// MY NAME IS DANIELAnd after years of dreaming I've sold everything I own and set off on the open road. I've made this site as a sort of photo journal of my travels. The map shows where I've been (red), where I've stayed a month or more (yellow), and where I plan to go (white). And so, armed with little more than a backpack, a camera, and a dream, I now take the road less traveled by. So it goes.
BOCAS TOWN BOCAS DEL TORO From Costa Rica I crossed a small river into Panama and then caught a boat to the islands of Bocas Del Toro (meaning 'Mouth of the Bull'). These are a series of tropical islands, surrounded by remote beaches, accessible only by boat, and home to a great diversity of animal life. Below you'll see beach crabs, dolphins, sloths, and parrots. The guest-house I stayed is also below. One bit of trivia, Princess Angela of Liechtenstein was born here. When she married the Prince of Liechtenstein in 2000 she became the first woman of African descent to marry into a European royal family.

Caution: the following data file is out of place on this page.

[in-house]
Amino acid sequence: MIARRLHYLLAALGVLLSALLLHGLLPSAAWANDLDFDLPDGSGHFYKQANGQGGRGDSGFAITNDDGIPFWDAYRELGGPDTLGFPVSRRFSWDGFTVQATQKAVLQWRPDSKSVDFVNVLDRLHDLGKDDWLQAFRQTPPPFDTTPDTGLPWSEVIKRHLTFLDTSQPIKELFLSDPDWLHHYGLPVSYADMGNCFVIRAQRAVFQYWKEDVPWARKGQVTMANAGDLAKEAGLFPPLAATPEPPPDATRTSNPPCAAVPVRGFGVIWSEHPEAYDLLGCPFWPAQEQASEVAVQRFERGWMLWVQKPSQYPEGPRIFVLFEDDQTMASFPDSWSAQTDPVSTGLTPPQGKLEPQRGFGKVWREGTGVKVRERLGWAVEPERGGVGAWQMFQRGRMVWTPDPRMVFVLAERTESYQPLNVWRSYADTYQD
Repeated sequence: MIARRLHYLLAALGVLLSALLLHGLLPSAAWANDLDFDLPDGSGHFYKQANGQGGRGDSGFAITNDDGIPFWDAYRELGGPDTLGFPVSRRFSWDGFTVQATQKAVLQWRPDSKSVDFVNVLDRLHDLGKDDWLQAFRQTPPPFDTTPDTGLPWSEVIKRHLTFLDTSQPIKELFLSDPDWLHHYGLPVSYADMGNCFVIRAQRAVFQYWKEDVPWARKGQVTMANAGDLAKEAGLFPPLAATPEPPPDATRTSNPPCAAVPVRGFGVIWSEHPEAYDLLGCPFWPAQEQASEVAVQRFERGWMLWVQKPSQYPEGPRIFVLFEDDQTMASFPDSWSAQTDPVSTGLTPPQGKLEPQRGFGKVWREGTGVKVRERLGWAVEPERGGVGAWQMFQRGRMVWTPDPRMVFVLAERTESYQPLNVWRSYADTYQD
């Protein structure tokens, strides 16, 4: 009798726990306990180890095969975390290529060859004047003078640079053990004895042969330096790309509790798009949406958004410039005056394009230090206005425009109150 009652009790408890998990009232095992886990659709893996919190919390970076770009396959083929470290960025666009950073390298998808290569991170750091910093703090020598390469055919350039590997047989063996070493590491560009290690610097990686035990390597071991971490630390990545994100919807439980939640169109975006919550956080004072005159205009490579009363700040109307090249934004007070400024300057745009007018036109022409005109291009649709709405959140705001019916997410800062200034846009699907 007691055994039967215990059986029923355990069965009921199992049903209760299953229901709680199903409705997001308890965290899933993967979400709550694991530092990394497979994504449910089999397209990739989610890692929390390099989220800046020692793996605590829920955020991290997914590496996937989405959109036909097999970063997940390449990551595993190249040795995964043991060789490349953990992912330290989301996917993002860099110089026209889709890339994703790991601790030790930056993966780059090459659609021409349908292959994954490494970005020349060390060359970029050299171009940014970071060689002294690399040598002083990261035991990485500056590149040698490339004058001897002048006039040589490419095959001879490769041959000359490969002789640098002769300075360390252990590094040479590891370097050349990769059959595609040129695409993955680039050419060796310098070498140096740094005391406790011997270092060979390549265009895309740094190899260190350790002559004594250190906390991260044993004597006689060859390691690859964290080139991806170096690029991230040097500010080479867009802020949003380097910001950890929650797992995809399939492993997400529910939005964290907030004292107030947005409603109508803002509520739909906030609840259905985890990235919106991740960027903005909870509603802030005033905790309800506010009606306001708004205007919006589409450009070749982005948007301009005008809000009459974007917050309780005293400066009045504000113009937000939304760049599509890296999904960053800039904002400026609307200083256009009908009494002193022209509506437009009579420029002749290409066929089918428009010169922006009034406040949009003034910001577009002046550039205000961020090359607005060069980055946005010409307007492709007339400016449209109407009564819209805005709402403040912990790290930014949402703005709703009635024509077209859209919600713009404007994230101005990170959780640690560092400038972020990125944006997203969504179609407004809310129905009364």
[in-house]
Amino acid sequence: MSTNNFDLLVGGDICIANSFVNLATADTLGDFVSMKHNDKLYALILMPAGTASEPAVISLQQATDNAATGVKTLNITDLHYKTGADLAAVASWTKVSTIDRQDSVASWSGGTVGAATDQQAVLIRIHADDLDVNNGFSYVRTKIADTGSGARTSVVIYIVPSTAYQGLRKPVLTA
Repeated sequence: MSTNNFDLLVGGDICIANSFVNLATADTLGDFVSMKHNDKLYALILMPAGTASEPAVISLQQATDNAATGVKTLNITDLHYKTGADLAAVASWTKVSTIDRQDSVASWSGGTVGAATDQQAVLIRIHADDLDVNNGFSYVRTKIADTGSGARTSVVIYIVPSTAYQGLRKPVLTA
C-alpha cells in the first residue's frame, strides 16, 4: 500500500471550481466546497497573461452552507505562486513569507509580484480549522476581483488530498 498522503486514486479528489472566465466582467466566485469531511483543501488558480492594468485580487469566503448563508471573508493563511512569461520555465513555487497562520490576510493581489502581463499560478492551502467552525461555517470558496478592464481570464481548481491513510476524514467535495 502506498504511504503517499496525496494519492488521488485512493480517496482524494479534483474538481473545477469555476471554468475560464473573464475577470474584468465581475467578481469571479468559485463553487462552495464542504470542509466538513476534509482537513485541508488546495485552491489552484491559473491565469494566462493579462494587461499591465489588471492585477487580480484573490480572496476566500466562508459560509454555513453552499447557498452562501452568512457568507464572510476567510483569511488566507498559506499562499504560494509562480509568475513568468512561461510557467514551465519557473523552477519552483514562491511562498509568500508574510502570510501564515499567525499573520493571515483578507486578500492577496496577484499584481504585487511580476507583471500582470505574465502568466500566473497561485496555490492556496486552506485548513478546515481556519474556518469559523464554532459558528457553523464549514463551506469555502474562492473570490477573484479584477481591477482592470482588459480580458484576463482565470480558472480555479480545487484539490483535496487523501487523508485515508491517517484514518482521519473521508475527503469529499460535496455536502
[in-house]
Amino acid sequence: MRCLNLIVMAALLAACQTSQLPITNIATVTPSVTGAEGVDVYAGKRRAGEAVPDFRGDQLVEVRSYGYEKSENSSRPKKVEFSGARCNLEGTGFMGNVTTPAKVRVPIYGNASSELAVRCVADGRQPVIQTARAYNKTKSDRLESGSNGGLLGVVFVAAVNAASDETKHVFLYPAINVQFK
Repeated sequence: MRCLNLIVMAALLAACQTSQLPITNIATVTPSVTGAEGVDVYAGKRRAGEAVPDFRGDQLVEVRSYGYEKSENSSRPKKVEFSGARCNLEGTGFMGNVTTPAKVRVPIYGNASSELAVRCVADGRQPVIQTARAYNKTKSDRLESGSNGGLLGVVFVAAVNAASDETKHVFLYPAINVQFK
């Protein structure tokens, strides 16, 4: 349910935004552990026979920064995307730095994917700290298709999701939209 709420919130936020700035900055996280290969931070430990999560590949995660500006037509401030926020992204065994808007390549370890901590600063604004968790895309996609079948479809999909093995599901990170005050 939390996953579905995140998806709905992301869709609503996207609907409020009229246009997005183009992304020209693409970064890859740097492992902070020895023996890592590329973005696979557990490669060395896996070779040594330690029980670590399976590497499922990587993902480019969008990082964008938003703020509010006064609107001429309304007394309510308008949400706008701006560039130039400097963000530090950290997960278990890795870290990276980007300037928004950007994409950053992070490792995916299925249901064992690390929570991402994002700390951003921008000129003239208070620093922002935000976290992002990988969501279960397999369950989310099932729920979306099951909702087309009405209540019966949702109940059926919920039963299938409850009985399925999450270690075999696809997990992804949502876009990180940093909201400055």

PANAMA CITY From Bocas Del Toro I took an overnight bus to Panama City, the capital of Panama and the gateway to the famed Panama Canal. Founded in 1519, the city was also the gateway for Spain in its conquest of the Incan Empire to the south in Peru. Below you'll see both the old historic quarters of Panama City and the modern skyline. You can see some of the colorful city buses, as well as the balcony of the apartment I rented here. And in the final three photos you'll see the Panama Canal itself, which was first started by France in 1881, but was ultimately finished in 1914 by the United States, who took sole control of the canal despite protest from Panama (which occasionally resulted in armed conflicts). The US seizure of the canal zone also almost led to war with Colombia, as Panama was originally part of Colombia but the US sent warships to prevent Colombia from sending troops to the Panama region, then supported separatists by recognizing Panama as an independent nation, and then bullied that new nation into allowing the US to control the canal 'indefinitely' despite the protests of the newly sovereign Panamanians. Roosevelt seemed to recognize there was no moral authority in what the United States was doing to Panama when he famously said 'I took the Isthmus, started the canal and then left Congress not to debate the canal, but to debate me.' The canal was finally returned to Panama in 2000.